The story of ‘Harishchandra ‘ told to you by your mother was also in your mind The truth of Mahabharat was still in the air In the capital Indrapasth now New Delhi
20

The king so as the Mahatma in you gave up everything but truth And at the Samadhi there was no end of the living corpse coming and going The fashionable ladies concubines and politicians diplomat’s chiefs of nations
21

Children teachers’ poet’s artist’s known and unknown faces All that held them there at considerable length of time But now my sojourns changed and rolled frequently Inward and outward opening into
22

Many known and unknown born and unborn images A waking dream breaking into fantasy And a fantasy becoming reality A reality into surreal and irrational
23

Travelling along me for years in untiring hopes Their dreams (of great promises made to them) shattered Even forgotten at this day of light
24

Or Parliament Rastrapati Bhawan or Modern Art Gallery or The meeting and melting pots of sick and civilized The doing and dieing point for one to all People moving from post to pillars Overall it all in reality a ‘Darsan-cum business cum entertainment -trip’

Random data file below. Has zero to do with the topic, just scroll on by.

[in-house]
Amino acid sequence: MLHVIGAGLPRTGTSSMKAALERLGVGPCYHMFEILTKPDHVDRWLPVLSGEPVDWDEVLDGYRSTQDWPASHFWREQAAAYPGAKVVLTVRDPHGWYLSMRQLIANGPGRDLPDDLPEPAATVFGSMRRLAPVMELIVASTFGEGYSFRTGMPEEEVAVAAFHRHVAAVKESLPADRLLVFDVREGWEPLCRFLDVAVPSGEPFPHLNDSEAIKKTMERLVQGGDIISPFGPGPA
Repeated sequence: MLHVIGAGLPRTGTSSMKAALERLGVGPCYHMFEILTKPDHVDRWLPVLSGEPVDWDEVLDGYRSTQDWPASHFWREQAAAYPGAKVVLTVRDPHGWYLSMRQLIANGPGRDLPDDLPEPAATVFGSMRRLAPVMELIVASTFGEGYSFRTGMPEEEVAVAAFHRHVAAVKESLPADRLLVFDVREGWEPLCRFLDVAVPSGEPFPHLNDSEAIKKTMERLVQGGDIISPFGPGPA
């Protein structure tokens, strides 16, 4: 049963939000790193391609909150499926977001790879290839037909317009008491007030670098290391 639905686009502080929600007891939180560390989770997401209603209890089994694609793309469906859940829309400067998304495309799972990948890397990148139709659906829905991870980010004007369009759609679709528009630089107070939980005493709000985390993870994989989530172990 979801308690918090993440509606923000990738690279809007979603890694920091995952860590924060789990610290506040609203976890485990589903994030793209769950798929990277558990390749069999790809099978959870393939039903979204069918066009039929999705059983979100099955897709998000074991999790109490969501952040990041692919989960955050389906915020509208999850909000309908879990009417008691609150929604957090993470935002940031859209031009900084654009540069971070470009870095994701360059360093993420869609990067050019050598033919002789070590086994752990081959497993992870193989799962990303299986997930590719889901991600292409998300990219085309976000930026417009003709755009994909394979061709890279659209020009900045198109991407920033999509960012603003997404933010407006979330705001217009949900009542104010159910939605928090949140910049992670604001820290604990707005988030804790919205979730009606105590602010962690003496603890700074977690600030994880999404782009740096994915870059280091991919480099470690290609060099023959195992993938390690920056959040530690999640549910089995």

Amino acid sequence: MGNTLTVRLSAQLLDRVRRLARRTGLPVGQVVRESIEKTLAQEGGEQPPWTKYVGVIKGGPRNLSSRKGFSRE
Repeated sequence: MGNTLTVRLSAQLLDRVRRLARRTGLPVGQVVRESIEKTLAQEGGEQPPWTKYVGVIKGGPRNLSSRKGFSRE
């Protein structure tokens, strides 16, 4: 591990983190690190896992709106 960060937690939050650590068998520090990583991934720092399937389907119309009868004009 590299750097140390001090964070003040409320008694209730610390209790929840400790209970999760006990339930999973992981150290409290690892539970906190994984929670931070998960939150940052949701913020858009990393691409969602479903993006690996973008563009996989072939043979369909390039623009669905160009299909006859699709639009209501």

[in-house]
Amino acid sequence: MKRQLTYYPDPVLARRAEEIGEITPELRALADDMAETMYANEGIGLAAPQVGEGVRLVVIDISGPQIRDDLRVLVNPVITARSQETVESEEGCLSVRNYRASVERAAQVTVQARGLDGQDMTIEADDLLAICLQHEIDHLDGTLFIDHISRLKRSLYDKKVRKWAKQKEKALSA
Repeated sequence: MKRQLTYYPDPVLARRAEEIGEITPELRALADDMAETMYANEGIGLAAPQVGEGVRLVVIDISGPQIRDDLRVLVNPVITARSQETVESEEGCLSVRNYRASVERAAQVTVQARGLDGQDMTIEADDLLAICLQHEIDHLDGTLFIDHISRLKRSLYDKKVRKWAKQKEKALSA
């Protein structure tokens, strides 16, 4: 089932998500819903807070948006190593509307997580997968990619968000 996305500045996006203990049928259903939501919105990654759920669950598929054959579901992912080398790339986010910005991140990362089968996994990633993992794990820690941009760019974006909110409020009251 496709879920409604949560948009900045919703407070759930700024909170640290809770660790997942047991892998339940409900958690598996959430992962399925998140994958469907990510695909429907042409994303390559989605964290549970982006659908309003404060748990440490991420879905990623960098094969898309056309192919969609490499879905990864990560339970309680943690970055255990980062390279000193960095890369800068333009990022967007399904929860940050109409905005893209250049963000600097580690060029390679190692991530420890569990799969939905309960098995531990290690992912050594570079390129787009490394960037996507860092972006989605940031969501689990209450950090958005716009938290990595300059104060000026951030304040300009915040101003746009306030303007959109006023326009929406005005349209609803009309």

25

Or a dip in holy-waters of India i.e. Bharat or politicians paradise The game of paradise lost and paradise regained From one freedom to another adventure To witness the market of dead not souls
26

Still the historical Dillii is for those who have ready made hearts Like ready-made garments girls and goons ‘Dilli hei dil valaun ki for people who forget things and people and events
27

At this juncture ‘unfortunately’ or ‘fortunately’ My honor and pride bleeds I feel buggered Disillusioned screwy distraught and lost
28

Where all fruits and flowers gone Who has put pumpkin in my hand? To duck the so called democracy I am crying in crowd still chained not freed in cunning corridors among stony hearts
29

It is an invidious situation to single out blame The vertebra of the nation oscillating simple harmonic motion The nerves of constitution violating Still the innocent believed the vote can buy them freedom
30

As they were still living in a sanctifying dream But again there is a melodrama Unfortunately fading into a phantasmagoria Into unending ethereal worlds Of fire-brand unfulfilled desires Repeatedly mispronounced as freedom
31

I found the institutions of Parliament/Judiciary/Executive And the forth estate Press being raped repetitively By non- believers of Non -violence and Truth The god already defined as opium balls
32

Politics-Prostitution Social service- Madness Bureaucracy- Cancer ward Business- Broker All other works- Hypocrisy
33

Who did all this? Where all lights gone? The light of moon and the sun Isn’t it darkness in the noon my father ?
34

Tell me the truth tell me o goddess of justice Even if you wear a band on your eyes Justify between the real and false Is it stolen or pick pocketed?